Wednesday, December 31, 2014

Christmas and a Review of WLP's One in Faith Hardbound Hymnal

Greetings on this final day of 2014.

The last week has been a wonderful whirlwind for me. I spent most of Christmas week with my family in Massachusetts, celebrating my Dad's 80th birthday and a Christmas celebration filled with joy.

I attended Mass at a small New England Church, Saint Andrew, in Billerica, Massachusetts. This is one of the three worship sites that make up a merged parish.

We attended the 4:00 P.M. vigil Mass. We arrived about 45 minutes early and got a third row seat. By 3:45, there were scores of people standing in the side aisles. The assembly's sung and spoken prayer was strong, stronger than I had expected. During the young priest's proclamation of the Gospel (he was ordained just a year ago), children processed up the main aisle and created a tableau of the nativity scene. The cuteness of these children, especially the little "lambs" tugged at my heart. Simply a prayerful, simple celebration of the nativity.

I was back in Chicago on Saturday and, while checking out my favorite internet sites, I discovered the review by James Frazier of WLP's new One in Faith hymnal over on the PrayTell blog. I have been asked to review short books before. I can't imagine what a daunting task it is to be asked to review a large hardbound hymnal and its accompaniments. I thought the review was a good one. I appreciated the care in which Mr. Frazier commented on the various elements of the hymnal itself. As with any reviewer, Frazier uses the review itself as a jumping off point to make some comments about the state of Roman Catholic music in general; this is not uncommon, but has less to do with the hymnal itself. Our staff, who has worked so hard on this hymnal project, was delighted with Mr. Frazier's final comment:

A Mature Guide
Kudos to the WLP hymnal committee for providing the church with so worthy a “worship aid” as One in Faith. The book presents today’s congregations with a mature guide into a distant future.

On Sunday, I attended Mass at 11:15 at the beautiful Saint Clement church here in Chicago. Yes, I am still on my quest for a parish home, and 2015 will be the year during which I finally settle somewhere. Some photos of the interior:


 Their "Advent-turned-into-Christmas" suspended wreath is absolutely stunning:

You can see it suspended above the font in the other photos.

Well, followers of Gotta Sing Gotta Pray, thank you for reading these musings throughout 2014. I am traveling less frequently in 2015, so I will be more dilgent about regularly posting here.

I hope that 2015 opens with a renewed effort at making peace in our hearts, in our families, and in our world.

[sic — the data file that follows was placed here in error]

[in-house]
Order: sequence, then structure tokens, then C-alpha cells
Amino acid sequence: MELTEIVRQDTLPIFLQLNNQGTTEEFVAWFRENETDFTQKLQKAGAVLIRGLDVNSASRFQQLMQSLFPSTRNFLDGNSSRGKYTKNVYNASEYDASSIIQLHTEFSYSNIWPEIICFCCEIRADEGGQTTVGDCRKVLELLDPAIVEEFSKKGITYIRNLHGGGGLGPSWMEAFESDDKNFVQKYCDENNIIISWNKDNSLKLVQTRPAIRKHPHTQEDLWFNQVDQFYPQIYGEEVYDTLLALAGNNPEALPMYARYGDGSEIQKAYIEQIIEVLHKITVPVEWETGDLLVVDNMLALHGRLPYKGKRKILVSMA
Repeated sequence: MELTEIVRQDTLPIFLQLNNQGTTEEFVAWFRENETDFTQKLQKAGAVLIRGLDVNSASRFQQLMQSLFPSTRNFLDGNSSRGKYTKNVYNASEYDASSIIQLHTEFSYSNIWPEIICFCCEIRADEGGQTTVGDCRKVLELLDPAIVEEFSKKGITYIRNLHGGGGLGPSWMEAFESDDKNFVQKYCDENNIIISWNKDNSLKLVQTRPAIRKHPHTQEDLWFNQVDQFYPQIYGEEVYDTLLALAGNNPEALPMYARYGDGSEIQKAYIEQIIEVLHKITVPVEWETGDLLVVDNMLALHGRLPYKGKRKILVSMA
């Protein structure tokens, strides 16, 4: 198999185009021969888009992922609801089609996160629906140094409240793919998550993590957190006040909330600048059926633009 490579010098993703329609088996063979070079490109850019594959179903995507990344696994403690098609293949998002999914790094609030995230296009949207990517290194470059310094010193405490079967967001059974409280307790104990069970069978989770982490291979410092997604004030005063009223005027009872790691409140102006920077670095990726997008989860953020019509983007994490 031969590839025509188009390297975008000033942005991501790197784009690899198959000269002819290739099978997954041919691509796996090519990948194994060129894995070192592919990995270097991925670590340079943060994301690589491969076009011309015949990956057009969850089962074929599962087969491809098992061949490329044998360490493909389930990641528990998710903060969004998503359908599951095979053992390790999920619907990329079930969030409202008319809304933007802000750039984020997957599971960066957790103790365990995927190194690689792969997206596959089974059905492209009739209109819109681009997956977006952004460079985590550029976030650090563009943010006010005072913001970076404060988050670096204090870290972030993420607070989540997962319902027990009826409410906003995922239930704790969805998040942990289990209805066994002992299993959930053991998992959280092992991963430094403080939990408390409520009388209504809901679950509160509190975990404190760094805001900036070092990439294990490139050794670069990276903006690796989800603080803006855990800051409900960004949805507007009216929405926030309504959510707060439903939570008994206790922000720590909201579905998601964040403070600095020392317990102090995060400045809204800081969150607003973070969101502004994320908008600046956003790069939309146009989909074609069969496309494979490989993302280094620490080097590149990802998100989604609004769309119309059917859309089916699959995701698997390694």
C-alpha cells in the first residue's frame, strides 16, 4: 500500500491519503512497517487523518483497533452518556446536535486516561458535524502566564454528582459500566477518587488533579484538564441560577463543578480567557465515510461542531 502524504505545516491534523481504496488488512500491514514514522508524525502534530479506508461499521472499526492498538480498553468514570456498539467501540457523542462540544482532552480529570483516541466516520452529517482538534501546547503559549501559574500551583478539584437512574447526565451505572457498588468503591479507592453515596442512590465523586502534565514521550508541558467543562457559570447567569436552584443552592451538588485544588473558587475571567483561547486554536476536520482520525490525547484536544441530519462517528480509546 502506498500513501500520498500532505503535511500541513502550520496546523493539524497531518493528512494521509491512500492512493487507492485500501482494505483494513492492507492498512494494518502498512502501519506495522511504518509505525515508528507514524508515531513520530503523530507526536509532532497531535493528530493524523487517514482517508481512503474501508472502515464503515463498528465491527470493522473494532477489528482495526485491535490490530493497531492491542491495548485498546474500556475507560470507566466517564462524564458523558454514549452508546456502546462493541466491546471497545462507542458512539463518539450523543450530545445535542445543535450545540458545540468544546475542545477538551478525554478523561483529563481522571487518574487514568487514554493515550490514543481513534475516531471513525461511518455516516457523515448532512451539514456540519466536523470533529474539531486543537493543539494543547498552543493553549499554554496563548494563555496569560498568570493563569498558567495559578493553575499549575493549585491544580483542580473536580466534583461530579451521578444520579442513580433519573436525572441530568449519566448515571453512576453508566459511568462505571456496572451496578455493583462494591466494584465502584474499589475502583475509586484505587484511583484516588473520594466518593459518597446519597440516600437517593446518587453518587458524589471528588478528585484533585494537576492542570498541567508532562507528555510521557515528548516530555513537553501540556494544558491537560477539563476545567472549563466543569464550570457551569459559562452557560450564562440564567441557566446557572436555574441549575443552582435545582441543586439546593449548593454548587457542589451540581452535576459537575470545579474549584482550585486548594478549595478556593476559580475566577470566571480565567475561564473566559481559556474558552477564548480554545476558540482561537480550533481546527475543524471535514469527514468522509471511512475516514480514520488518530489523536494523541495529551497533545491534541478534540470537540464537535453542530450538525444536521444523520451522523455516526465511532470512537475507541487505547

Gotta sing. Gotta pray.

Monday, December 22, 2014

O Rex Gentium: The "Desired One" for Vermont and for Me

Monday greetings: O Rex Gentium!

"O King of the gentiles and their desired One, the cornerstone that makes both one: come, and deliver man, whom you formed out of the dust of the earth."

Two thoughts fill my mind this day before the day before the eve before.

When I think of the "desired One," my thoughts turn to the people of the State of Vermont. This is a state that holds a special place in my heart and the hearts of my family members and friends. We vacationed in Vermont every single summer, on the shores of the White River, in a small town called Gaysville. Here is a photo of the Gaysville Post Office:

And here is the beautiful White River:

Why musings about Vermont this morning? Well, the Diocese of Burlington, Vermont, which covers the entire state, has been waiting for their own "desired one," a new bishop. And my friend Chris Coyne, currently the auxiliary bishop of the Archdiocese of Indianapolis, was named bishop of Burlington by Pope Francis this morning.

Chris and I were in the same homeroom our senior year at Woburn High School in Woburn, Massachusetts. We were in the same creative writing course with Miss Leverich that year. We spent time together preparing for the ordained priesthood at Saint John's Seminary in Brighton, Massachusetts. Chris enjoys the blessings of the ordained priesthood and I, for my part, continue to enjoy and discern what it means to be a member of the priesthood of the laity! Our families were close; our sisters were very good friends. I lost touch with Chris over the years, but have been able to connect with him a few times over the past couple of years. He is an amazingly straight shooter; honest, articulate, deeply spiritual, and just plain hilarious at times. Chris, I saw this sign many times throughout my life; now it is a sign for you:

My second thought this morning is also about the "desired One." Yesterday, I had the privilege of driving a few miles west of Chicago; I needed to deliver a Christmas present to a Godson in Oak Park, Illinois. I decided to go to the 11:00 Mass at Ascension Parish. I have many colleagues here at WLP who minister there in the parish's music ministry, undoubtedly one of the finest parish music programs in North America.

The music drew me in; every piece's corresponding hymnal number was posted. The Eucharistic Acclamations were in a "call-response" format and were easily picked up. Lots of singing around me. and the choir was simply stunning. So proud that so many colleagues and friends lead people closer to Christ at this parish; I certainly felt closer to the "desired One" yesterday. After Mass, the choir had a short final rehearsal of their Christmas choral repertoire. What a treat! Here is my amateur video of a portion of Chrysogonus Waddell's Rosa Mystica.